Vehicles with on-board fuel cells could help to make mobility more sustainable. In an electrochemical process, the fuel cell converts hydrogen and oxygen into electrical energy that drives the motors. In this process, the hydrogen and oxygen are turned into water – no harmful gases leave the exhaust. However, hydrogen filling stations are a very rare species; in Germany today just about three dozens of them are offering their services. The supply chain is rather complex and ineffective: Typically the hydrogen is transported in large, heavy gas cylinders. A 100 kilogram gas cylinder contains just about one kilogram of hydrogen – not a very reasonable mass ratio. As an alternative, tank trucks could transport larger amounts of liquid hydrogen. However, the containers for liquid hydrogen have to be cooled down to an extremely low temperature of -250°C (23.5 Kelvin or -415°F). The efforts to achieve these low temperatures make the whole thing uneconomical.
The EU Nemesis2+ project, fathoms out alternatives. One possibility would be converting diesel fuel to hydrogen. “Thus, the existing infrastructure could be utilised; diesel is ubiquitously available”, explains project manager Stefan Martin. “Of course, the converter station needs to be placed near the filling station to make it worthwhile.”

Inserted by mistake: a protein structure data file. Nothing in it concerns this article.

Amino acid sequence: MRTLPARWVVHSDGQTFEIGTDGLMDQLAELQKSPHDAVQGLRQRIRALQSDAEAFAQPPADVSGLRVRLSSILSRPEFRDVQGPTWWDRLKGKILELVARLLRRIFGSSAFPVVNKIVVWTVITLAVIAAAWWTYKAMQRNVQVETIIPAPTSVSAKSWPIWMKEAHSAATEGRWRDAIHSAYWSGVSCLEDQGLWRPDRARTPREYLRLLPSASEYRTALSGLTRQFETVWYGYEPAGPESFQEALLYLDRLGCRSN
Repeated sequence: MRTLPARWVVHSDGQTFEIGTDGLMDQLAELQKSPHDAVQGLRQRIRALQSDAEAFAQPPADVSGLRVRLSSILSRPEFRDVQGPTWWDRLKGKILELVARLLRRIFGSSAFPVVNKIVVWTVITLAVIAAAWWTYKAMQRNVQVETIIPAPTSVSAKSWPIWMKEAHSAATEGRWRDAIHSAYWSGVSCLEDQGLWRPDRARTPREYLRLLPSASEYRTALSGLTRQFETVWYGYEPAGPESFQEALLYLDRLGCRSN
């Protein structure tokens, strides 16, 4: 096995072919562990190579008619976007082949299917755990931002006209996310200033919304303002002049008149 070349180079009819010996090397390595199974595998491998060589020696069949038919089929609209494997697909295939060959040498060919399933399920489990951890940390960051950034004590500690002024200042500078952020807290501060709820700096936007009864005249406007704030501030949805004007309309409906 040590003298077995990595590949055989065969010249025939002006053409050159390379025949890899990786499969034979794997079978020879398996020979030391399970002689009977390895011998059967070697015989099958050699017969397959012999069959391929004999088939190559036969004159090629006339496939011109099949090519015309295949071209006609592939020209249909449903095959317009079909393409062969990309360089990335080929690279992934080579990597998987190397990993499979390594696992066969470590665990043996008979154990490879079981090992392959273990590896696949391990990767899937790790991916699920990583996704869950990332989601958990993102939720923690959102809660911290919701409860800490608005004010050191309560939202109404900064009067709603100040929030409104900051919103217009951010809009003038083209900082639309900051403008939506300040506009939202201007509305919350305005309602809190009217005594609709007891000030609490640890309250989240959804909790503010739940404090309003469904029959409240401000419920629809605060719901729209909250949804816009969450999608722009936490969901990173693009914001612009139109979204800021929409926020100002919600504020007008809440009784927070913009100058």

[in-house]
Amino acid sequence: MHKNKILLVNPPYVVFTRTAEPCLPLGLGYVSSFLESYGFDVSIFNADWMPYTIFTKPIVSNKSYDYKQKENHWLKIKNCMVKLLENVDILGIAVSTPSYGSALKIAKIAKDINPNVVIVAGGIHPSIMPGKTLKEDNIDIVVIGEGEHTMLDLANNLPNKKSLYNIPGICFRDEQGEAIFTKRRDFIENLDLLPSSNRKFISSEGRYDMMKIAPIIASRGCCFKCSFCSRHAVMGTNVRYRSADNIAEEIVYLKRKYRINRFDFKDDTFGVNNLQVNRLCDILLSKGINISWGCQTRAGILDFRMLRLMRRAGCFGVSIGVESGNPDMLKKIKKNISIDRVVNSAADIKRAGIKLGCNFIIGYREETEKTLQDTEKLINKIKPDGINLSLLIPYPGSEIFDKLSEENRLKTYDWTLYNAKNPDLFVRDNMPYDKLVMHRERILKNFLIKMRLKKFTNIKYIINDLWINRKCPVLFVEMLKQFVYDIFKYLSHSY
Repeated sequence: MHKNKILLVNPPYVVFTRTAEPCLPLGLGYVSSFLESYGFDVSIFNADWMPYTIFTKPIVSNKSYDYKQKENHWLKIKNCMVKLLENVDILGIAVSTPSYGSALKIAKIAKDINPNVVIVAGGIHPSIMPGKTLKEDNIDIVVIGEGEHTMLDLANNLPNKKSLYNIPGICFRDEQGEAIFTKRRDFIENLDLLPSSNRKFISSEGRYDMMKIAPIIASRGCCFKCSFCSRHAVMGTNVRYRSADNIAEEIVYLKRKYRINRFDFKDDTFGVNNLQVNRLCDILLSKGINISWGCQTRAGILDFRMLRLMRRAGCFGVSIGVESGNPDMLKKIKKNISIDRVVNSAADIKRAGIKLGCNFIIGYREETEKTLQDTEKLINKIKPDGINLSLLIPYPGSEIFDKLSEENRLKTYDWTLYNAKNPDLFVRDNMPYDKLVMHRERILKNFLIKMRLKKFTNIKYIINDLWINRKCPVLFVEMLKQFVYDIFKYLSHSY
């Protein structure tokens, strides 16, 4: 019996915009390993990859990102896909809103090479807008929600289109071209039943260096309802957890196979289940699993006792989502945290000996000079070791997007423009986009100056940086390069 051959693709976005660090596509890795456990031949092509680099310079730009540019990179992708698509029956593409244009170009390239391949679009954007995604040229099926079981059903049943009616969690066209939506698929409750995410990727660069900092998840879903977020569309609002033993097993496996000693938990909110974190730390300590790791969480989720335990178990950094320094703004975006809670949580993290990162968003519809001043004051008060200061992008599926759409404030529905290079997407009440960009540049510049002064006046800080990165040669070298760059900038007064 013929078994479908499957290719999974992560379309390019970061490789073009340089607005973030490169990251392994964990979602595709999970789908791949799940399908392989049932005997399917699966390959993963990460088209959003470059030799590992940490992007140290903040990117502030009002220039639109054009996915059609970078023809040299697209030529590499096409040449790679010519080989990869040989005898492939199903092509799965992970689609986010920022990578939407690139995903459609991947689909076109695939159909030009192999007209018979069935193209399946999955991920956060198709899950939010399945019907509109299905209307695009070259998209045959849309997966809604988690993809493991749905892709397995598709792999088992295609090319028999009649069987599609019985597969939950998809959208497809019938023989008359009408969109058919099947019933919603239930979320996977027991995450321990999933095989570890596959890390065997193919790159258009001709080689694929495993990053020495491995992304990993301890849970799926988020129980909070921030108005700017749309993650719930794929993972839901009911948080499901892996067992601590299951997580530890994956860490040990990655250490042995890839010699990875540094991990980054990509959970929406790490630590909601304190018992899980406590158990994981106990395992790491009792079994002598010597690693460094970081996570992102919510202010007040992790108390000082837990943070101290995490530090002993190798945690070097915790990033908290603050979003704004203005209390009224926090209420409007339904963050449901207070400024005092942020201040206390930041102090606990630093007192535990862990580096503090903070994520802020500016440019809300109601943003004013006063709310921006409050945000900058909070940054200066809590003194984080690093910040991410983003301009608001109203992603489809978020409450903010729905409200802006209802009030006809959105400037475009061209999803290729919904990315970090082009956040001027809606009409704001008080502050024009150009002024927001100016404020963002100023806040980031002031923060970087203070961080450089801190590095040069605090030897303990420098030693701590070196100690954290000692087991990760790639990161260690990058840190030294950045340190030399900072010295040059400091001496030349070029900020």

For the project, the scientists had build a compact prototype converter from Dutch project partner HyGear. The unit fits into a standard transport container and turns 20 litres of diesel fuel into about 4.4 kilograms of hydrogen. This is about the amount required to fill the hydrogen tank of a typical fuel cell vehicle like the Mercedes-Benz B-class.
But does it make sense first to convert crude oil to diesel and then the diesel to hydrogen? Yes, says Martin. Diesel has an energy density seven times higher than hydrogen. Thus, transporting the diesel is much more cost and energy efficient than transporting the hydrogen gas cylinders. The conversion process currently has an efficiency of about 70 percent which